UNLV film studies professor Hart Wegner awarded Umhoefer Prize for Achievement in Humanities

Dr. Hart Wegner
Dec. 18, 2013

UNLV film studies Hart Wegner has been awarded the Umhoefer Prize for Achievement in Humanities by the Arts and Humanities Foundation. 


The Umhoefer Prize includes:

 *  An original 4” bronze sculpture of a young woman reading, titled “Favorite Pastime”, signed and numbered by sculptor Nancy Aldritt Smith from a limited bronze pour commissioned by the Foundation

 *    Announcement of the prize in an ad space in The New Yorker magazine (issue dated December 23-30 2013, currently on the news stands, and mailed to subscribers this week)

 *    A monetary prize of $3,500

 *    A bookstore copy of the magazine in an archival board and sleeve

 *    A framed copy of the announcement


It is the purpose of the Umhoefer Prize is to seek out, choose, and honor individuals who have made significant contributions to the Humanities in books, films, discs, or other materials that are generally available to the thoughtful reader, viewer, and listener. A prize recipient may be a writer, translator, photographer, editor, artist, actor, or other participant in the human creative enterprise.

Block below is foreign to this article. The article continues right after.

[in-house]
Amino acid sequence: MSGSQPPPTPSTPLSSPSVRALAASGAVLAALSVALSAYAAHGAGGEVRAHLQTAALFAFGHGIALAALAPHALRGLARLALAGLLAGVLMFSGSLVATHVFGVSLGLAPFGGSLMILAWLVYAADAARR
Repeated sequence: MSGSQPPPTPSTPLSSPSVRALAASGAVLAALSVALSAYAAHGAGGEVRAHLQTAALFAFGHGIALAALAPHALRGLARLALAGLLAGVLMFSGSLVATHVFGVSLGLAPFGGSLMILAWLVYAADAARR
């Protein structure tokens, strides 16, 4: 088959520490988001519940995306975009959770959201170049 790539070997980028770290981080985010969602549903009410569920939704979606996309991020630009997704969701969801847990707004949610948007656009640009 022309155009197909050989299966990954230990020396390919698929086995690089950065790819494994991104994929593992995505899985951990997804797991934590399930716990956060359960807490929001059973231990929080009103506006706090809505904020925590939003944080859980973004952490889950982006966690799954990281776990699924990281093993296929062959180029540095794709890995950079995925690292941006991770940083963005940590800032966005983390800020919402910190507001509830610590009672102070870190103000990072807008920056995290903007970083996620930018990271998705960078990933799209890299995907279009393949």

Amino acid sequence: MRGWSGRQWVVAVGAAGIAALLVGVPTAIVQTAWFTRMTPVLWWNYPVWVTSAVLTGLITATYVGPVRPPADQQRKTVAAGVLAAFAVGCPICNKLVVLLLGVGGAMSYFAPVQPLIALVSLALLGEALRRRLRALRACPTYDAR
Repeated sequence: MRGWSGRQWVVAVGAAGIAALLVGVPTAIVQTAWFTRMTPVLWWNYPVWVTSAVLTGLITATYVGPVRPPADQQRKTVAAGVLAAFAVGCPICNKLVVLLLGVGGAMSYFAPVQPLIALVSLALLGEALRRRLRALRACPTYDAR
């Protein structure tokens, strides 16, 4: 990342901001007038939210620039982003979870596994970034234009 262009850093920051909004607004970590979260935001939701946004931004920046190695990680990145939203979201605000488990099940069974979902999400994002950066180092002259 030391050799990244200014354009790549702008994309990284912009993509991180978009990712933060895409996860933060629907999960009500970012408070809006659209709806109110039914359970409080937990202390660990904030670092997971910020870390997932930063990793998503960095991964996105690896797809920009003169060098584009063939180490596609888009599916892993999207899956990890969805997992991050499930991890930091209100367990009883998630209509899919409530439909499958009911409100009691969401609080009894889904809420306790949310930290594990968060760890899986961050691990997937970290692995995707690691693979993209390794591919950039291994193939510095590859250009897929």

Wegner is professor of German, comparative literature, and film studies. He received his B.A. and M.A. from the University of Utah and his Ph. D. from Harvard University.


Wegner has received numerous grants and awards, such as inclusion in the Pushcart Prize and Best American Short Stories. He was the first foreign-born writer elected to the Nevada Writers Hall of Fame. He won the Charles Vanda Award for Creativity in its first year and the Regents Award for Creativity in its second year. He also received the William Morris Award for Excellence in Teaching. In 1998 he was awarded an Honorary Doctorate of Letters from Shenandoah University, Virginia.


He has written on the teaching of film, but also on John Gardner, V. S. Naipul, Bruce Chatwin, Bert Brecht, Vittorio de Sica, Jean Renoir, Virgil Goethe, Otto Preminger, Douglas Sirk, John Ford, Friedrich Duerrenmatt, and others.  He recreated the original screenplay of Josef von Sternberg’s Blue Angel (Der blaue Engel, Harcourt Brace) and published Houses of Ivory, a first collection of his fiction (Soho Press, distributed, by Farrar, Strauss, Giroux). Houses of Ivory was adapted by the Library of Congress for its Talking Book Program for the Blind, and recorded by the Capital American Foundation for the Blind.